The definition of independence could also make advising more difficult, according to Davy. “Independent advice means the FSA is driving firms towards considering unregulated investments and many other esoteric products. If I go to a chiropodist I do not expect him to look at my eyes. If someone is independent, by law of agency, they are acting for their client. It is nonsensical of the FSA to force advisers into more risky product areas to be independent.”
He believes that outsourcing is one way to remain independent without venturing into risky areas. He says: “You can be so much more effective if you outsource the things that can be done best by other people. I heard a saying once that ’Frank Sinatra does not move pianos’. In the same way, an IFA’s skill is helping clients make informed judgements.”
One thing Davy is certain of is that independent advice will remain the gold standard after the RDR. “Restricted advice will prove much less attractive than many organisations believe. I can see why life insurers would be attracted to it, because it is a way of increasing their profits, but it does nothing for consumers or advisers.”
Davy acknowledges the work that advisers are having to put in to make themselves RDR-compliant. SimplyBiz training arm New Model Business Academy will launch an alternative QCF level four assessment for advisers better suited to practical evaluation next month.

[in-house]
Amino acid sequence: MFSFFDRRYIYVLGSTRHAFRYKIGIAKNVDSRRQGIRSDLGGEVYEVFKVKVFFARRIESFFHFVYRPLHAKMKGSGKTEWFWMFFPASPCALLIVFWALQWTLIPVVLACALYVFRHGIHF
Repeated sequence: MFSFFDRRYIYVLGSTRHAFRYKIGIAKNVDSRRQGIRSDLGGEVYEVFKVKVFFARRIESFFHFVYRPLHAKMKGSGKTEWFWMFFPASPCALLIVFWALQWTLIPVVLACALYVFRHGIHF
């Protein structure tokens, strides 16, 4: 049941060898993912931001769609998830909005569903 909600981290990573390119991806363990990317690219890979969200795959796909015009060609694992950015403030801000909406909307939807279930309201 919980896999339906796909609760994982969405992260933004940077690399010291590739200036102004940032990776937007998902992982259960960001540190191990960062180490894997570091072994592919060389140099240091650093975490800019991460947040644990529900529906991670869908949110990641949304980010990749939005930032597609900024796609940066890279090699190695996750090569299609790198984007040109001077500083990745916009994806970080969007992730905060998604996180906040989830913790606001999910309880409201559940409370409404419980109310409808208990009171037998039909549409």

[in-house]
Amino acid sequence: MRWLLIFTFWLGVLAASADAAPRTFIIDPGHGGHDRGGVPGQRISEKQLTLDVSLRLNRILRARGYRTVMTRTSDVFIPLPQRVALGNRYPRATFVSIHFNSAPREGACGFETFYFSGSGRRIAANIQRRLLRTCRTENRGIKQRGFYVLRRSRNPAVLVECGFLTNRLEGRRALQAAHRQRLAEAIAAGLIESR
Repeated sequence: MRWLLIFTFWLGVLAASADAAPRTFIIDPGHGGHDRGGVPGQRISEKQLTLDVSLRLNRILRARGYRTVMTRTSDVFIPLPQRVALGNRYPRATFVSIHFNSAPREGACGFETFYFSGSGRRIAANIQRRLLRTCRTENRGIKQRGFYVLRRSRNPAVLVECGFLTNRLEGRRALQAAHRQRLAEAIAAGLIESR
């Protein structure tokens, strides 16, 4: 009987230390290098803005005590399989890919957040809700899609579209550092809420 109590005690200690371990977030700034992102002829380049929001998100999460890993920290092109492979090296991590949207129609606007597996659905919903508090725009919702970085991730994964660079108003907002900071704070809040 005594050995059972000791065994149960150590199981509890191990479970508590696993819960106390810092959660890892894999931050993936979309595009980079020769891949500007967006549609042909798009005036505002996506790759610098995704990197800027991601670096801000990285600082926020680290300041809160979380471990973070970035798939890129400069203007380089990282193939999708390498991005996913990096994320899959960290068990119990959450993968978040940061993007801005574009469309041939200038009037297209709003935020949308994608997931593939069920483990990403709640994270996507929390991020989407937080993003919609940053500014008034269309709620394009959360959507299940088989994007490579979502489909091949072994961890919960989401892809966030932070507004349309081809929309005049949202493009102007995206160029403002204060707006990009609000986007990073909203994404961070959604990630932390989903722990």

“It has been approved by the FSA and is in the formal consultation process. It is a question of horses for courses. For someone who left university a few years ago, taking an exam is the best way of qualifying but there is a significant minority for whom exams are inappropriate. This is not a soft option.”
SimplyBiz is also broadening its service range by linking to other professions, as shown in its recent acquisition of solicitor IFA firm Sifa.
“We can now provide a wider range of services, from core compliance through SimplyBiz to bespoke business support through Compliance First and linking with the legal profession through Sifa.”
Davy wants SimplyBiz to help advisers become “more successful at every level” and intends to remain at the SimplyBiz helm to help the company achieve these goals. “I thoroughly enjoy what I do. I do have an ambition to return to selling life insurance in 10 years but I have no intention of hanging up my boots here yet.”
Born: Filey, East Yorkshire
Education: The School of Life
Career: 2002-present: chairman of SimplyBiz; 1983-2001: founder and director of DBS; 1979-83: IFA; 1970-79: Abbey Life; 1963-70: ran and built a photographic studio in Huddersfield; 1959-63: cruise line photographer; 1956-59: darkroom technician
Likes: People and keeping promises
Dislikes: Curries and lack of integrity
Drives: Jaguar XJ Executive
Favourite book: I Can by Ben Sweetland
Favourite album: Elvis’s Gold Records
Career ambition: Always enjoy today
Life ambition: To have lived life to the full
If I wasn’t doing this I would be… Either a barrister or Prime Minister